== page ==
Friday, 10 December 2010

Masterclass 18: Drupal website building for non-coders

So far in MMJ, we have looked at creating multimedia publishing platforms on simple, straightforward software such as Webs and Blogger

They're great places for non-programmers to learn the basics

But now a new, and much more sophisticated web-building platform has become available to the non-programmer

It’s called Drupal Gardens, and it’s a version of Drupal 7, an open-source programme that is used by many professional web developers, including those who built the MMJ site. Here's a video and audio introduction to it, and to what we'll be doing in this masterclass, with a text version below.


Until recently, Drupal was a great platform for programmers, but baffling to non-coders. And you needed a server to host it on.

Drupal Gardens is designed to enable the non-coder to build a site that is every bit as good, professional and powerful, as a Drupal website created by a programmer.

It’s web-based, and it’s hosted by Acquia, the company that developed it, so you can use it just as you would Blogger, Webs, Wordpress or any other web-based publishing platform.

Drupal Gardens uses the Drupal content management system. But there’s no software to install. No servers to update or manage.

Drupal Gardens has a library of themes and templates for you to use, or you can start from scratch, and create your own.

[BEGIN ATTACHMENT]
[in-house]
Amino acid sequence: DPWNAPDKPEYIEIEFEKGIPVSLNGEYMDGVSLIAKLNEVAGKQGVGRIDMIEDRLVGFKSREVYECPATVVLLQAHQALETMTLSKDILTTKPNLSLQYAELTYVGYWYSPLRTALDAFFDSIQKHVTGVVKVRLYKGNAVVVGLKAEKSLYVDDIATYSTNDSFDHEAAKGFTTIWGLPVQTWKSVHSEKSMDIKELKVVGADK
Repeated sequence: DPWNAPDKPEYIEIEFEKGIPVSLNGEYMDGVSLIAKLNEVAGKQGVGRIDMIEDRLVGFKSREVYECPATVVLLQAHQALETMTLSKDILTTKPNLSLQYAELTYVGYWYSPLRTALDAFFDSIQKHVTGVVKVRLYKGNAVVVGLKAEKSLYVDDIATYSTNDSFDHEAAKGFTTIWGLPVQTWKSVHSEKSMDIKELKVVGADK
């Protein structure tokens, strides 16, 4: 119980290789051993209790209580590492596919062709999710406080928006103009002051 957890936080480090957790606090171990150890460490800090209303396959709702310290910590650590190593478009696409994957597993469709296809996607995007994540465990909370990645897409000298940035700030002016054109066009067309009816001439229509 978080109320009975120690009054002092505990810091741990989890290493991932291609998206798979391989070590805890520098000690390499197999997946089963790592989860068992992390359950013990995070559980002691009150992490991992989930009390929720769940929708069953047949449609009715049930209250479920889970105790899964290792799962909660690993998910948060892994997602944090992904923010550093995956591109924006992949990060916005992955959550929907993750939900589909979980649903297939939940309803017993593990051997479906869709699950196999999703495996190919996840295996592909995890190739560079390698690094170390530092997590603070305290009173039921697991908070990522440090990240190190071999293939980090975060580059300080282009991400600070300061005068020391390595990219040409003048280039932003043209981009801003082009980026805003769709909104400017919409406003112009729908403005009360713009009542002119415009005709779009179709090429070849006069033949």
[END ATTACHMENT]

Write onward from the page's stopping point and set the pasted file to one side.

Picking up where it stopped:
It has an integrated wysywlg editor, so adding multimedia content is easy.

And it gives you user profiles for your contributors, with tailored access depending who they are and what they do. So an editor and a team of journalists can all be given the access they need, to the areas of the site that they are responsible for.

It’s socially connected, easily linked to Twitter, Facebook, Youtube and all your other social presences.

And it takes RSS feeds. So if you want a site where a good deal of aggregated content can be presented – perhaps you are building a hyperlocal site with a lot of information feeds that you’ve tailored for your audience –  then Drupal Gardens can handle it.

If you want to import your own custom URL to what you build, you can.

And if you decide later that you want to host the site you build on your own servers, you can do that too.

But if you are entirely new to building publishing platforms, then I strongly suggest that you work your way first through the relevant Chapters of MMJ, and look at the supporting material, and practical demonstrations on the accompanying website.

It’s not essential, but if Drupal gardens is your first attempt at web building, you may find it hard going at first.

Anyway, here's the link to get you started:

The links to the right will take you step by step through the site-creation process.

Next: Creating your Drupal Gardens site and customising its appearance

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